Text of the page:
“Benedetta” – Nuns gone wild [MOVIES]
It is fairly clear what the ever controversial Paul Verhoeven had in mind when he optioned Judith C. Brown’s scholarly tome Immodest Acts: The Life of a Lesbian Nun in Renaissance Italy. What isn’t so clear is what his emphasis was going to be because this serio-comic film often veers wildly from gleeful sex romp to serious contemplation about religion, martyrdom, and power politics. In this messy and wholly entertaining film, he gives us a little bit of everything.
Beautiful, imaginative, and visionary, nine year old Benedetta is brought to the Theatine convent by her parents to begin her life as a nun. Benedetta, who, from a very early age, conversed with the Virgin Mary, was most pleased to enter the order. When a statue of the virgin fell on her but left her uninjured, the other nuns considered it a miracle, the first of several to which she would be credited. When the Abbess (head nun) was asked if she would have this miracle registered with the authorities, she said no. After all, she explained, “Miracles are like mushrooms, they pop up everywhere.”
Benedetta was a miracle magnet. Not content with the ordinary, she began conversing with Jesus. Prone to trances, she would have visions that further set her apart from the others. When, during confession, the priest admonished her for the joy that communing with Christ brought her, he told her that holiness is only achieved through suffering. It was then that she began experiencing agonizing pains. Her torments were such that a novice was sent to share her cell and calm her through the night.
Bartolomea, the novice, knows just how to calm those frayed nerves and for the lovers of the flesh, this is where it gets kinky. Exploring each other in depth, Benedetta grows hungry for more; more sex, more power, more visions. Having already replaced the revered Abbess in a move of political adroitness, Benedetta’s visions and her channeling of a male alter ego of power and evil expand.
Discovering the true nature of Benedetta’s relationship with Bartolomea, the former Abbess leaves for plague-ravaged Florence to report the heresy to the Papal Nuncio, Alfonso Giglioli. The Nuncio, corrupt as only the very powerful dare to be, agrees to leave for the convent in Pescia. Things aren’t going well in Florence, in any case, and he needs to escape the pestilence that does not discriminate between the holy and the sinners. He vows that Benedetta will be put on trial, and if found guilty, she will burn at the stake.
Verhoeven has seasoned this pot with interesting characters and ideas. The convent, which was an outlet only for families of means who could afford the dowry that had to be paid to gain admission, was one place where women could be reasonably independent. As Benedetta illustrated, a woman with visions and a clear path to God was not to be interfered with, regardless of the presence of a male hierarchy.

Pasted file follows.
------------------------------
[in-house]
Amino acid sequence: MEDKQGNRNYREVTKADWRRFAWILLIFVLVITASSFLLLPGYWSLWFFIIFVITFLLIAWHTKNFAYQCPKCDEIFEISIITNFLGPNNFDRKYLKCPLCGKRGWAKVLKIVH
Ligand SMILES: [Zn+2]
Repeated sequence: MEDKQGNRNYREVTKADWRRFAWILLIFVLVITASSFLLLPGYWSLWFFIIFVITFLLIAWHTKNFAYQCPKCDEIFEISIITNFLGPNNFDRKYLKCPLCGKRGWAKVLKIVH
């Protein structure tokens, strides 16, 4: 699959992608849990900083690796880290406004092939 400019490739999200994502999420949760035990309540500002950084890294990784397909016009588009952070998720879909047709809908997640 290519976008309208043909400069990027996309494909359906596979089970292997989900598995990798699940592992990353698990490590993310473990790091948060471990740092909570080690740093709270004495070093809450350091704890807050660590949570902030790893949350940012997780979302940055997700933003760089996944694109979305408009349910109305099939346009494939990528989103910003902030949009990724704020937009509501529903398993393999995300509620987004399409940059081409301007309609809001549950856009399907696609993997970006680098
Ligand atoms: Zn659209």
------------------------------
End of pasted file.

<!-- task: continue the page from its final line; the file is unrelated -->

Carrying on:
Verhoeven and his co-writer David Birke have made the tale of the real-life Benedetta a platform to explore the ideas of power, politics, religion, and punishment. As stated previously (and repeatedly) they also get to explore their own and the viewers’ prurient interests, going well beyond the erotic when the camera lingers over the soft, perfectly formed bodies of the nuns, modeled as they are on 21st century ideals. Primarily using a combination of natural light and candlelight, and often shot with a handheld camera, cinematographer Jeanne Lapoirie did an exceptional job.
The acting gives this film its necessary credibility. Led by Virginie Efira as the beautiful Benedetta, she veers effectively between beatific and demonic. Daphne Patakia plays Bartolomea, a girl rescued from a life of sexual abuse in the outside world who gains shelter in the convent as a novice. It is she who introduces Benedetta to a life of carnal knowledge. Both women are easy to watch and bring the necessary conflict to their respective situations.
It is, however, the elder statesmen of this film that bring the most status and believability. Lambert Wilson as the Papal Nuncio is glorious. What fun he must have had playing the role of a corrupt Vatican official surrounded by his pregnant serving girl and financial lackies in his glamourous palace. This role is the polar opposite of the doomed pious and humane monk he memorably portrayed in “Of Gods and Men.” The ever beautiful Charlotte Rampling plays the Abbess of the convent with gravitas and cool, calm assurance. Infinitely watchable, Rampling is wearing her age graciously and this only serves to heighten the conflict between Benedetta and the Abbess. It is no wonder that both Wilson and Rampling continue to have significant international careers.
Whatever your impressions of this movie, I assure you, you will never be bored.
In French with English subtitles.
Opening December 3 at the Laemmle Royal, Town Center 5, and Playhouse 7. VOD will follow on December 21.
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